If we go back to the pilot itself, this whole experience that she’s undertaken was instigated by witnessing the death of her sister and trying to understand that, which set her on the course to try and find the Man in the High Castle. She confronts the Man in the High Castle with the message her sister tried to give her, and at the same time, she’s trying to determine what her role in the world might be.
There was a lot of discussion in season 1 that we would introduce him at the climax of that season, but then Frank [Spotnitz] came up with the clever, very literal alternative of having Tagomi jump [realities], but we still wanted to have the Man in the High Castle [in season 2] answer some of the questions about his identity and what the films may mean.
How did the casting of Stephen Root come about for that part? Did you have him in mind, and did his portrayal of the character add to the writing of the character?
The exciting thing about undertaking the casting for the Man in the High Castle was that there was no predetermined or specific intention we had with who we wanted to attract for the part. There was discussion about gender, there was discussion about ethnicity, there was discussion about age…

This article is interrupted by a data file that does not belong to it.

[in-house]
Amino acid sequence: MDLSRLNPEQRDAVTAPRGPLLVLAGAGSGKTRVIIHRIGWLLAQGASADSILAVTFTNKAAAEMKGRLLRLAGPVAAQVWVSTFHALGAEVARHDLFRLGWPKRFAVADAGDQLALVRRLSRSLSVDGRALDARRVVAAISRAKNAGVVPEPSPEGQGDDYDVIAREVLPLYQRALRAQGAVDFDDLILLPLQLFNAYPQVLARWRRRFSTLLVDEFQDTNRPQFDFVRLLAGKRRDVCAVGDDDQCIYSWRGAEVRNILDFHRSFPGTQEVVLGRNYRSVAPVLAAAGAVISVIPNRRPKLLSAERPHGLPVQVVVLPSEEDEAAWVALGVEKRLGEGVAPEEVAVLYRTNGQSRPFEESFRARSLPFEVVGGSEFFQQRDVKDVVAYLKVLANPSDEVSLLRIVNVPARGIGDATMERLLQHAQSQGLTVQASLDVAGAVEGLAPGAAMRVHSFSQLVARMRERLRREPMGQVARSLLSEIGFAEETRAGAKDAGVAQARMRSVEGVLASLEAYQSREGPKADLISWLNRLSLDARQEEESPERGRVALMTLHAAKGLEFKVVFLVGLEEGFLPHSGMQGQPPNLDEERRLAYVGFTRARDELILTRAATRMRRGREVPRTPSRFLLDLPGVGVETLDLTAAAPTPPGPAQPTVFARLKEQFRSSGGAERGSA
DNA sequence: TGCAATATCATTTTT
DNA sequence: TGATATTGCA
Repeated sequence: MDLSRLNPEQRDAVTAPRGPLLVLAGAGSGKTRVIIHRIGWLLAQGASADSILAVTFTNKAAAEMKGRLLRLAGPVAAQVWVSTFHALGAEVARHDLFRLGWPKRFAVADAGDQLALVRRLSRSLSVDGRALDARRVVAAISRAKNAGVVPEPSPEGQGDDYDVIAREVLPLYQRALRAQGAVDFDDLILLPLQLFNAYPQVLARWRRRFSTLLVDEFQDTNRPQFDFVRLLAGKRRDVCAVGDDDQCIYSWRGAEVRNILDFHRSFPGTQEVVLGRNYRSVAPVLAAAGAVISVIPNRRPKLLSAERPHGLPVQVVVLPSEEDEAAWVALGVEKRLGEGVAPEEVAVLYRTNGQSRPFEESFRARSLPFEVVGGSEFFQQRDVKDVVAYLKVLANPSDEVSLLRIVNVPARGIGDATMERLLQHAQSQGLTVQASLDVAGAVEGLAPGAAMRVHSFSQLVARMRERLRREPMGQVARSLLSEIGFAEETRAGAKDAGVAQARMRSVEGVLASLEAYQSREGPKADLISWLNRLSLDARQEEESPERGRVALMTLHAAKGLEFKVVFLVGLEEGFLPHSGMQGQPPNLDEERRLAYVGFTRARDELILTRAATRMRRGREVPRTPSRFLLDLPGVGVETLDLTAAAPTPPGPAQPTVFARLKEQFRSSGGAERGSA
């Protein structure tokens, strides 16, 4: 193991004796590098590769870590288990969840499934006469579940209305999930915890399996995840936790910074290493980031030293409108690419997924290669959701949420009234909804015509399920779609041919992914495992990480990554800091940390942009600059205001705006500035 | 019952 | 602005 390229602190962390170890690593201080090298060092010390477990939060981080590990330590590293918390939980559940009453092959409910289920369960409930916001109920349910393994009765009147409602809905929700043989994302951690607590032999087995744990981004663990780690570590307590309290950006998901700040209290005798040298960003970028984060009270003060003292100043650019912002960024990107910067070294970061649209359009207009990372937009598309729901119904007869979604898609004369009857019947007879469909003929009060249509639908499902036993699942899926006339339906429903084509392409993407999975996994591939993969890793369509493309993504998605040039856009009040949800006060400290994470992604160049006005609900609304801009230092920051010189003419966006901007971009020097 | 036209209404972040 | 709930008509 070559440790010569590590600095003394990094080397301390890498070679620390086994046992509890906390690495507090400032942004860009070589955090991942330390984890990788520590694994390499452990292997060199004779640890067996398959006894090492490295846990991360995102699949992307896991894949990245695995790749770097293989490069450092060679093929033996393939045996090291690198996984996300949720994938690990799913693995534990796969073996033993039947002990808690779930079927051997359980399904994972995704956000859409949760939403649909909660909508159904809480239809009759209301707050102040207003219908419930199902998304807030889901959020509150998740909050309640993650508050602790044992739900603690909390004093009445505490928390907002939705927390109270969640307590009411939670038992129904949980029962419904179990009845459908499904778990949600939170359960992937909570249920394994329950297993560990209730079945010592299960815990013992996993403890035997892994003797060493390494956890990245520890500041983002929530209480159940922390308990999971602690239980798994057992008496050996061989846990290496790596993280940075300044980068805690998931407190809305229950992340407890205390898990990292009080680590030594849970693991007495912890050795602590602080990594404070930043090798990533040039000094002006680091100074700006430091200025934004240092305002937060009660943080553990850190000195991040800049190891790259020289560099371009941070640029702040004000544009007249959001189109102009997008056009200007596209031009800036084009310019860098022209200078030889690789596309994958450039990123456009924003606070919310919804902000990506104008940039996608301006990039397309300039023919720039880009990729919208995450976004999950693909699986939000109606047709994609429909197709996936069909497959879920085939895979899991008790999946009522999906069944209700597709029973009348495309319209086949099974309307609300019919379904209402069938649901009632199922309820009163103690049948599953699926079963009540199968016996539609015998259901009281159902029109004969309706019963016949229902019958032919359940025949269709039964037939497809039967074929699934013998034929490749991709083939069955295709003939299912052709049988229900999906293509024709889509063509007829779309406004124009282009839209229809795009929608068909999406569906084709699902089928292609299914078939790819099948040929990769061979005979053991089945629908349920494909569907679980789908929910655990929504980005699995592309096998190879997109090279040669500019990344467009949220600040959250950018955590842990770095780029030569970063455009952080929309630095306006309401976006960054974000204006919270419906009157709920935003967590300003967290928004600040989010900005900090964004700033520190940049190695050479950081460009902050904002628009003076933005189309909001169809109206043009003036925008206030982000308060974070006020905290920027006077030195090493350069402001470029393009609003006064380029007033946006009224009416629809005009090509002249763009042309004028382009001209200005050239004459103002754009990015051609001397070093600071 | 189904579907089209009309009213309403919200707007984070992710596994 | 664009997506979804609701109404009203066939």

Wait, so the Man in the High Castle could have been a woman? Or someone much younger? Or anyone?
Yes. It was a fascinating debate, to see what the ramifications and what the meaning of that would be, depending on how you might approach the role. Stephen Root is an actor who we have tremendous appreciation for, and part of what’s so exciting about his interpretation of this part is how wildly unpredictable and in some ways enigmatic about what you’d want that role to be… Stephen added so many adjustments and layers to his performance that it gave the writers and directors so much potential to work with. The first episode was written and modified once Stephen came into it, but then as he reappears over the course of the story, the way in which he played the part had a definite effect in how he came to be written.
Meanwhile, Frank’s arc this season was all about how he was ready to die and how he wanted to take risks. Why did it make sense to have him be the character to take this on, and to bring him in with the Resistance?